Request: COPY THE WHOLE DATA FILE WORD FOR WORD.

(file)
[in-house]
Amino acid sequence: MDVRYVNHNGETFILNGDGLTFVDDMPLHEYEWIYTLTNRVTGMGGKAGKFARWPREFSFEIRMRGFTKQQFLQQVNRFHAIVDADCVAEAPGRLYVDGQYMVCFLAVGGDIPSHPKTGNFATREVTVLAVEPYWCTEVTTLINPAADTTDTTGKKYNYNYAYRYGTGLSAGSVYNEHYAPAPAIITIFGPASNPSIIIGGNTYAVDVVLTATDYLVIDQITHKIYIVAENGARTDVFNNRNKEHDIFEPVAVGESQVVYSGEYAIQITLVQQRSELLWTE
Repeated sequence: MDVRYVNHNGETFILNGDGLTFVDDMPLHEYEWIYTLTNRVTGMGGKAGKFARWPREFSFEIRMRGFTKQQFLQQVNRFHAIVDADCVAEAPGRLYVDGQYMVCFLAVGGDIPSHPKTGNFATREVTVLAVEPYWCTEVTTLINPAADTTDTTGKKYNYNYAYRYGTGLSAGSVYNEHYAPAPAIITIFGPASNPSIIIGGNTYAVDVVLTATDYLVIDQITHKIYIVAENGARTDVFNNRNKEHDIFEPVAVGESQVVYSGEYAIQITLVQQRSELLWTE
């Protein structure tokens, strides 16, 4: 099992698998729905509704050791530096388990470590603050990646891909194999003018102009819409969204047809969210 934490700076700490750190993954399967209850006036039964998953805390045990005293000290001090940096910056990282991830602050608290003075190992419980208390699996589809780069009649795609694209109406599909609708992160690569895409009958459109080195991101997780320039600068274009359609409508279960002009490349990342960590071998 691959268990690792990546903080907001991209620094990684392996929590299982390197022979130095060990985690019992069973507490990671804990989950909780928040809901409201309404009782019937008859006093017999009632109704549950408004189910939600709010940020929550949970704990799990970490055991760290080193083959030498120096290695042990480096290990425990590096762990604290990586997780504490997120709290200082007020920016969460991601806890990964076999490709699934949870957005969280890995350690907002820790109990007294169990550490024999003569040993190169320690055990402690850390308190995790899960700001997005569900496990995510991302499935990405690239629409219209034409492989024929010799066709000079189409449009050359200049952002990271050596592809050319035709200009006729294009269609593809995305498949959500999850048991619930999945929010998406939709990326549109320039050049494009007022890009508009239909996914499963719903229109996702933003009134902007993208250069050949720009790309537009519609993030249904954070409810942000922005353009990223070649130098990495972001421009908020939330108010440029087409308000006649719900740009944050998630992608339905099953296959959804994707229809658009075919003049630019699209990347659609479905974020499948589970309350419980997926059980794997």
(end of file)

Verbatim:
[in-house]
Amino acid sequence: MDVRYVNHNGETFILNGDGLTFVDDMPLHEYEWIYTLTNRVTGMGGKAGKFARWPREFSFEIRMRGFTKQQFLQQVNRFHAIVDADCVAEAPGRLYVDGQYMVCFLAVGGDIPSHPKTGNFATREVTVLAVEPYWCTEVTTLINPAADTTDTTGKKYNYNYAYRYGTGLSAGSVYNEHYAPAPAIITIFGPASNPSIIIGGNTYAVDVVLTATDYLVIDQITHKIYIVAENGARTDVFNNRNKEHDIFEPVAVGESQVVYSGEYAIQITLVQQRSELLWTE
Repeated sequence: MDVRYVNHNGETFILNGDGLTFVDDMPLHEYEWIYTLTNRVTGMGGKAGKFARWPREFSFEIRMRGFTKQQFLQQVNRFHAIVDADCVAEAPGRLYVDGQYMVCFLAVGGDIPSHPKTGNFATREVTVLAVEPYWCTEVTTLINPAADTTDTTGKKYNYNYAYRYGTGLSAGSVYNEHYAPAPAIITIFGPASNPSIIIGGNTYAVDVVLTATDYLVIDQITHKIYIVAENGARTDVFNNRNKEHDIFEPVAVGESQVVYSGEYAIQITLVQQRSELLWTE
């Protein structure tokens, strides 16, 4: 099992698998729905509704050791530096388990470590603050990646891909194999003018102009819409969204047809969210 934490700076700490750190993954399967209850006036039964998953805390045990005293000290001090940096910056990282991830602050608290003075190992419980208390699996589809780069009649795609694209109406599909609708992160690569895409009958459109080195991101997780320039600068274009359609409508279960002009490349990342960590071998 691959268990690792990546903080907001991209620094990684392996929590299982390197022979130095060990985690019992069973507490990671804990989950909780928040809901409201309404009782019937008859006093017999009632109704549950408004189910939600709010940020929550949970704990799990970490055991760290080193083959030498120096290695042990480096290990425990590096762990604290990586997780504490997120709290200082007020920016969460991601806890990964076999490709699934949870957005969280890995350690907002820790109990007294169990550490024999003569040993190169320690055990402690850390308190995790899960700001997005569900496990995510991302499935990405690239629409219209034409492989024929010799066709000079189409449009050359200049952002990271050596592809050319035709200009006729294009269609593809995305498949959500999850048991619930999945929010998406939709990326549109320039050049494009007022890009508009239909996914499963719903229109996702933003009134902007993208250069050949720009790309537009519609993030249904954070409810942000922005353009990223070649130098990495972001421009908020939330108010440029087409308000006649719900740009944050998630992608339905099953296959959804994707229809658009075919003049630019699209990347659609479905974020499948589970309350419980997926059980794997």